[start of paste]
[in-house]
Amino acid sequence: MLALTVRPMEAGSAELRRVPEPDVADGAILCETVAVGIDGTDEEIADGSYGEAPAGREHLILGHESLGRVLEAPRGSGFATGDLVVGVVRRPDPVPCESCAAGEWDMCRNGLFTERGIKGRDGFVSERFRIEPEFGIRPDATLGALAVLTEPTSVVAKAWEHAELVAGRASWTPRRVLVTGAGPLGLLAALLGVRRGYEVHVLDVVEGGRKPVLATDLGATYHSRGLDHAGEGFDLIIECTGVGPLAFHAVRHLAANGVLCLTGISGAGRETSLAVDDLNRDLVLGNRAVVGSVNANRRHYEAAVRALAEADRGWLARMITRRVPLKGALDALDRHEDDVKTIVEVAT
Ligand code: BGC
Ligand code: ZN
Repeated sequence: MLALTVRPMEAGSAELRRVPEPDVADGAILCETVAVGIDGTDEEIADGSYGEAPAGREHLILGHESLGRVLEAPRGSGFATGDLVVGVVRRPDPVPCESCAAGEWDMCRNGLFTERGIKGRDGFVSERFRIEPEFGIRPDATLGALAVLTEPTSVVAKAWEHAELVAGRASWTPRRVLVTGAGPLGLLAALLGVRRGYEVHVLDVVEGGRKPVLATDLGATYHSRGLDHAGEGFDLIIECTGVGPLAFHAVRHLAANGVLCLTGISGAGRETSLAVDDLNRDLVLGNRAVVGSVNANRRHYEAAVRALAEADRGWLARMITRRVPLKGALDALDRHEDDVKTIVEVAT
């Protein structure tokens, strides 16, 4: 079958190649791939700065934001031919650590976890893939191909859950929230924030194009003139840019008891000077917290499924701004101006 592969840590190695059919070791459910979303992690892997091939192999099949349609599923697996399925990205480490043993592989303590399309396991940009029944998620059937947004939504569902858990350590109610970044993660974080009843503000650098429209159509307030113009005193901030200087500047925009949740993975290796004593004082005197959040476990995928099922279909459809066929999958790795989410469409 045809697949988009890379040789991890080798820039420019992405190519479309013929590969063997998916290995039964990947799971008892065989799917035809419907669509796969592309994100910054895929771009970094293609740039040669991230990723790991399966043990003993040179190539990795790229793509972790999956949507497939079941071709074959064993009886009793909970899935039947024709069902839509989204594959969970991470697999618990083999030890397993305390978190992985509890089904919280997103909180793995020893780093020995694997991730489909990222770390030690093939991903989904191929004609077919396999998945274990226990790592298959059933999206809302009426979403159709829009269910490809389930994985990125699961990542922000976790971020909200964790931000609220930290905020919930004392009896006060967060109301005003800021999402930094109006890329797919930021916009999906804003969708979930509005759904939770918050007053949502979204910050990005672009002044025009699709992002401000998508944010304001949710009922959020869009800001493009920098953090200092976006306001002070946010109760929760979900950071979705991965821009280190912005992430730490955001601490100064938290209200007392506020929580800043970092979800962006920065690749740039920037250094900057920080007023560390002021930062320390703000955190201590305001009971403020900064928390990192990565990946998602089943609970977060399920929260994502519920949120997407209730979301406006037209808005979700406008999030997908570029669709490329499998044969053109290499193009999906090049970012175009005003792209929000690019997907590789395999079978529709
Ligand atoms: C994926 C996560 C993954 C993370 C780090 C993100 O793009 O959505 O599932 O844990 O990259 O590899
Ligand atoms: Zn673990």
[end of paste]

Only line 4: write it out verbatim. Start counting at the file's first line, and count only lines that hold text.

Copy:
Ligand code: ZN